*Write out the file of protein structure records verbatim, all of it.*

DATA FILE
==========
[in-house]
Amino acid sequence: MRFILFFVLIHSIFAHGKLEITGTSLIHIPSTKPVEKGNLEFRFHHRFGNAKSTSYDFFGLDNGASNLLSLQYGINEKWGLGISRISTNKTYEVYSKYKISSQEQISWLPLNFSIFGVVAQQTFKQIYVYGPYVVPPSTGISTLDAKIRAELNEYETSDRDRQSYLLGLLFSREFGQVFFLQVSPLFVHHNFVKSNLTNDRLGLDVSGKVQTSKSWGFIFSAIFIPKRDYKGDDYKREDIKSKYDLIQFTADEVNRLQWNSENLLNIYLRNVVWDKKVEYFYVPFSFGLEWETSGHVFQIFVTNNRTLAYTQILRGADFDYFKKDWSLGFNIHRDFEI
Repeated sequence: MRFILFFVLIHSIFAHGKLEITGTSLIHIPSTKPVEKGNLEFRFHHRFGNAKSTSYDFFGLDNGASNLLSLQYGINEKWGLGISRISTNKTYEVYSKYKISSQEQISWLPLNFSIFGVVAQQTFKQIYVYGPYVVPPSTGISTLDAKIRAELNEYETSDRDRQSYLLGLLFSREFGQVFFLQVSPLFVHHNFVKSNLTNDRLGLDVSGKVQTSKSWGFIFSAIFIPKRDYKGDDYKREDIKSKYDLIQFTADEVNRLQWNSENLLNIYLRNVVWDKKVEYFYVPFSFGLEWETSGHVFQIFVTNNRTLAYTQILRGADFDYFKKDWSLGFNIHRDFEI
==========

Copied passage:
[in-house]
Amino acid sequence: MRFILFFVLIHSIFAHGKLEITGTSLIHIPSTKPVEKGNLEFRFHHRFGNAKSTSYDFFGLDNGASNLLSLQYGINEKWGLGISRISTNKTYEVYSKYKISSQEQISWLPLNFSIFGVVAQQTFKQIYVYGPYVVPPSTGISTLDAKIRAELNEYETSDRDRQSYLLGLLFSREFGQVFFLQVSPLFVHHNFVKSNLTNDRLGLDVSGKVQTSKSWGFIFSAIFIPKRDYKGDDYKREDIKSKYDLIQFTADEVNRLQWNSENLLNIYLRNVVWDKKVEYFYVPFSFGLEWETSGHVFQIFVTNNRTLAYTQILRGADFDYFKKDWSLGFNIHRDFEI
Repeated sequence: MRFILFFVLIHSIFAHGKLEITGTSLIHIPSTKPVEKGNLEFRFHHRFGNAKSTSYDFFGLDNGASNLLSLQYGINEKWGLGISRISTNKTYEVYSKYKISSQEQISWLPLNFSIFGVVAQQTFKQIYVYGPYVVPPSTGISTLDAKIRAELNEYETSDRDRQSYLLGLLFSREFGQVFFLQVSPLFVHHNFVKSNLTNDRLGLDVSGKVQTSKSWGFIFSAIFIPKRDYKGDDYKREDIKSKYDLIQFTADEVNRLQWNSENLLNIYLRNVVWDKKVEYFYVPFSFGLEWETSGHVFQIFVTNNRTLAYTQILRGADFDYFKKDWSLGFNIHRDFEI